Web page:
05/07/2017 0 Comments
Moisturize Those Eyes: Solutions for Contact Lens-Related Dry Eyes
However, you don’t have to let dry eyes force you back to glasses. When you have dry eyes with contact lenses, you can talk to your doctor about several possible solutions. Read on to take a look at why your eyes get dry in the first place, and how you can keep wearing your contacts.
Dry Eye Causes
Your eyes get dry when they can’t produce enough tears to properly lubricate the eye’s surface. Dry eyes happen for many reasons, including some medications, certain habits such as smoking, and specific health issues. Even hormonal changes and age can bring on dry eyes.
If your eyes feel fine except for when you wear contact lenses, you might have a problem called contact lens-related dry eye. This happens when your eyes dry out because your contact lenses collect water from your eye and then dehydrate.
While underlying conditions will require more extensive dry-eye treatments, you can try a few things to ease contact lens-related dry eye.
Dry Eye Solutions
Before you spend too much time trying different dry eye treatments, tell your eye doctor your symptoms. He or she will need to run a few tests to look for underlying conditions unrelated to your contacts.
Once you’ve eliminated other possibilities, you can figure out the best way to combat your contact problems.
If you have occasional mild dryness or irritation, rewetting drops will help your eyes feel more comfortable. You’ll find these solutions at your local pharmacy or drugstore, often under the name “lubricating and rewetting drops.”
Check the label to make sure the drops are designed for soft contact lenses. Then, follow the directions for use. Usually you’ll want to add one or two drops to each eye whenever they feel uncomfortable. Put the drops in and blink repeatedly to evenly distribute the moisture.
Different Cleaning Solutions
If rewetting drops don’t help, try changing your contact lens cleaning solution. First, check with your eye doctor to see which solutions work well with your brand of lenses. Then begin testing which ones work well with your eyes.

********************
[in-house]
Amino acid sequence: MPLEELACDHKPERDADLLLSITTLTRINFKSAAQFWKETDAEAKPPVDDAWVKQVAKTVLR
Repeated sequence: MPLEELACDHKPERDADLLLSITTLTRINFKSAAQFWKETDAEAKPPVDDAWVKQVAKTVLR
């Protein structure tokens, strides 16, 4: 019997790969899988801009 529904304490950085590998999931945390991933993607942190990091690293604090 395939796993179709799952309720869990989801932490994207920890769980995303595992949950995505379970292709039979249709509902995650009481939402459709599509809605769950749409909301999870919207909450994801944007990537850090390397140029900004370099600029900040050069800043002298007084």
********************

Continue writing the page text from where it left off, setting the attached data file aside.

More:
Remember, when you begin using a new cleaning solution it can take your eyes a few weeks to adjust. However, you should never experience pain or redness. Remove your lenses and stop using your solution immediately if you think you might have an allergy to one of its ingredients.
Unless your eye doctor recommends them, avoid store-brand or generic multipurpose contact lens solutions. These products often use more preservatives than others. Preservatives can irritate your eyes, increase dryness, or trigger an allergic reaction.
If all preservatives cause you problems, your doctor might recommend a hydrogen peroxide-based cleaning solution. These are often preservative-free.
Different Contact Lens Brands
While all soft contact lenses might look similar to you, they actually have different shapes, sizes, and materials. One brand might make you want to tear your eyes out, while you won’t even notice another is there. Which brand you prefer will often come down to your individual eyes.
Your doctor can fit you for several brands of contact lenses and give you trial pairs to test out which ones you like. Pay attention to which brand keeps your eyes hydrated and feeling most comfortable. After the trial period, ask your doctor to write your prescription for that particular lens.
High Oxygen-Permeable Lenses
When you have dry eyes, your doctor might fit you for a brand of lenses with high oxygen permeability. Called “silicone hydrogel lenses,” these brands let more oxygen pass through to your cornea than regular “hydrogel lenses.” The extra oxygen makes your lenses more comfortable to wear and helps keep your eyes lubricated.
Some popular high oxygen-permeable brands include:
- Vistakon’s Acuvue Oasys
- Ciba’s Air Optix Night & Day
- Coopervision’s Biofinity
- Vistakon’s 1-Day Acuvue TruEye
- Ciba’s Dailies Total1
- Bausch & Lomb’s PureVision
The FDA has even approved some high oxygen-permeable lenses, such as Air Optix Night & Day, for overnight wear. Talk to your eye doctor about which brands he or she recommends for your eyes.
If you’ve tried everything else and your eyes still feel dry, reduce your wear time. Wear-time refers to how many hours you wear your lenses each day, as well as how long you wear a pair of lenses before replacing them.
To reduce your wear time, try wearing your lenses for only six hours a day instead of eight. Alternatively, you could take your lenses out halfway through the day and soak them in solution. This rehydrates your lenses and gives your eyes a break. Put the lenses back in after 30 minutes or an hour.
With these remedies, you don’t have to suffer through contact lens-related dry eyes. Talk to your eye doctor about your symptoms and experiment with different brands, cleaning solutions, and wear times for the most comfortable contacts experience.